Somewhere in New York City, two grown men are sitting in an office hanging on every word that's uttered on NBC's weekday soap opera "Search for Tomorrow." Diehard fans? Well, yes and no. They're captioners with the National Captioning Institute and their job is writing "closed captions," the subtitles that enable hearing-impaired viewers with caption adapters to read what most viewers hear. Since March 3 they've been closed-captioning "Search for Tomorrow," TV's longest-running daytime serial.
The word is that they've become ardent fans. And their work especially pleases one of the show's stars.
In town recently to help NCI publicize the captioning of "Search for Tomorrow," Jeffrey Meek, who plays Quinn McLeary on "SFT," has a special interest in closed captions. "My mom has to wear a hearing aid, but she's very proud and won't admit her hearing's degenerating," said the 26-year-old actor from Riverside, Calif. His mother watches the show regularly, he said, but now that it's being captioned, he's getting her an adapter. And if things progress as Meek hopes, he'll be delivering a lot more lines for her to read in the weeks ahead.
Along with a flood that wiped out the whole town of Henderson, "SFT's" home for 34 years, the show's format has also undergone sweeping changes. "We're going back to the basics," said Meek, "focusing on just a few characters in depth and writing about real situations and real emotions."
That shift of focus will put an intense spotlight on the three McLeary brothers -- Quinn's the middle one. The show's producers hope the format change will net more viewers by making the show more attractive. And with the addition of closed-captioning, it should be more appealing to viewers in the approximately 100,000 homes equipped with NCI's TeleCaption adapters. That device generates captions under programs designated in television listings by either the abbreviation CC as in TV Week or the TV screen-and-quote trademark of NCI.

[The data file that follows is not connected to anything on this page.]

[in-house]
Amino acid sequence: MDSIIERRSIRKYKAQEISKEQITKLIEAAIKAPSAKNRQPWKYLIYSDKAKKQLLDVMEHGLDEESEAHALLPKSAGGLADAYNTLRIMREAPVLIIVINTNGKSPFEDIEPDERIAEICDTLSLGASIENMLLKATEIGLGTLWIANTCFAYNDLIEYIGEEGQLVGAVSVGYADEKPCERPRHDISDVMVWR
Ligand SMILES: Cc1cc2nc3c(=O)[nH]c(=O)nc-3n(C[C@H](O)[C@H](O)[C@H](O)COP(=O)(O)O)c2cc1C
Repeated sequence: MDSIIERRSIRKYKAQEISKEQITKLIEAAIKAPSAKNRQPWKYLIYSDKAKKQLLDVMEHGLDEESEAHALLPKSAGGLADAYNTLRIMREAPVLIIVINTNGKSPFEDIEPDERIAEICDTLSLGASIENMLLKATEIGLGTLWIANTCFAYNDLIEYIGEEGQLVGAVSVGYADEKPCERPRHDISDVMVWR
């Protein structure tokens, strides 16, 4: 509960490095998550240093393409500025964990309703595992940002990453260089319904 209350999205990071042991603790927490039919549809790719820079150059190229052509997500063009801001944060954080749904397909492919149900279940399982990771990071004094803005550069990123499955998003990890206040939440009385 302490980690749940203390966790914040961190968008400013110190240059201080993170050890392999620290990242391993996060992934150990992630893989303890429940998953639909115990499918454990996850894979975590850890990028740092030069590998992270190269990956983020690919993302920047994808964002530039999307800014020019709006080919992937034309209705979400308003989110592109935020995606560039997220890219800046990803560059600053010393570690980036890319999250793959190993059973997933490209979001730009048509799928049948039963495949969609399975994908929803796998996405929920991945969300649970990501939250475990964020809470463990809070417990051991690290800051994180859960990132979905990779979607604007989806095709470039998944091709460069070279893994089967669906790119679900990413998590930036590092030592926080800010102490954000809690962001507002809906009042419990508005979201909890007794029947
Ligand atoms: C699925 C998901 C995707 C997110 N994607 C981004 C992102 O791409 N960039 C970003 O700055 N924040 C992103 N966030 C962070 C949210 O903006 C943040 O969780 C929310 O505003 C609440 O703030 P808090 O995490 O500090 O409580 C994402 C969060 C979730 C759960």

Although almost 100 hours of closed-captioned programs are available each week on broadcast TV, there's usually a 10-hour stretch between the morning news shows and the evening news and prime-time line-up. Now, "Search for Tomorrow" offers at least a narrow footbridge across that gap.
"SFT" is the first soap to be captioned. Funding for the show's captioning -- about $1,100 per 30-minute segment -- comes from Procter & Gamble, producers of "SFT" since 1951 and corporate pioneers in the field of closed captioning, said Lottie Gatewood, public affairs specialist with NCI, the nonprofit group that is the leading supplier of closed captioning. Adding captions to "SFT" was a "perfect link," she said, for the soap company that also pioneered the soap opera genre. NBC picks up the technical costs associated with broadcasting the captions.